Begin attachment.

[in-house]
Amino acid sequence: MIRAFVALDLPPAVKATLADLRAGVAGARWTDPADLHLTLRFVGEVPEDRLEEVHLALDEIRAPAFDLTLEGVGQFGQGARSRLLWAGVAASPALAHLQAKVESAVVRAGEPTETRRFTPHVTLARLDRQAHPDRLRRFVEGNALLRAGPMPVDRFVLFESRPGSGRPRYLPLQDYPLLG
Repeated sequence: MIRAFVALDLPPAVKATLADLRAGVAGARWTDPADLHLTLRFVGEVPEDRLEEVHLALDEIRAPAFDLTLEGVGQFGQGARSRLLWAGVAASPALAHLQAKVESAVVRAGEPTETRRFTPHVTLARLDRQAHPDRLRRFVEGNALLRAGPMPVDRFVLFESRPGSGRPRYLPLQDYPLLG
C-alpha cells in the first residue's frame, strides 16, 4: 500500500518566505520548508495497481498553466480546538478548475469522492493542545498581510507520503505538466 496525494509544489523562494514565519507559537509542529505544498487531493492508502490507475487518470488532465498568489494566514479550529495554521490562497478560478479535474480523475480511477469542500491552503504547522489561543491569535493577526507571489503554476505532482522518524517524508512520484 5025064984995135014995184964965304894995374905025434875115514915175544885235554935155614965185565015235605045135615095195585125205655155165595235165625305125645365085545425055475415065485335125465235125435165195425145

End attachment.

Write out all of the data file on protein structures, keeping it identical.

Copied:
[in-house]
Amino acid sequence: MIRAFVALDLPPAVKATLADLRAGVAGARWTDPADLHLTLRFVGEVPEDRLEEVHLALDEIRAPAFDLTLEGVGQFGQGARSRLLWAGVAASPALAHLQAKVESAVVRAGEPTETRRFTPHVTLARLDRQAHPDRLRRFVEGNALLRAGPMPVDRFVLFESRPGSGRPRYLPLQDYPLLG
Repeated sequence: MIRAFVALDLPPAVKATLADLRAGVAGARWTDPADLHLTLRFVGEVPEDRLEEVHLALDEIRAPAFDLTLEGVGQFGQGARSRLLWAGVAASPALAHLQAKVESAVVRAGEPTETRRFTPHVTLARLDRQAHPDRLRRFVEGNALLRAGPMPVDRFVLFESRPGSGRPRYLPLQDYPLLG
C-alpha cells in the first residue's frame, strides 16, 4: 500500500518566505520548508495497481498553466480546538478548475469522492493542545498581510507520503505538466 496525494509544489523562494514565519507559537509542529505544498487531493492508502490507475487518470488532465498568489494566514479550529495554521490562497478560478479535474480523475480511477469542500491552503504547522489561543491569535493577526507571489503554476505532482522518524517524508512520484 5025064984995135014995184964965304894995374905025434875115514915175544885235554935155614965185565015235605045135615095195585125205655155165595235165625305125645365085545425055475415065485335125465235125435165195425145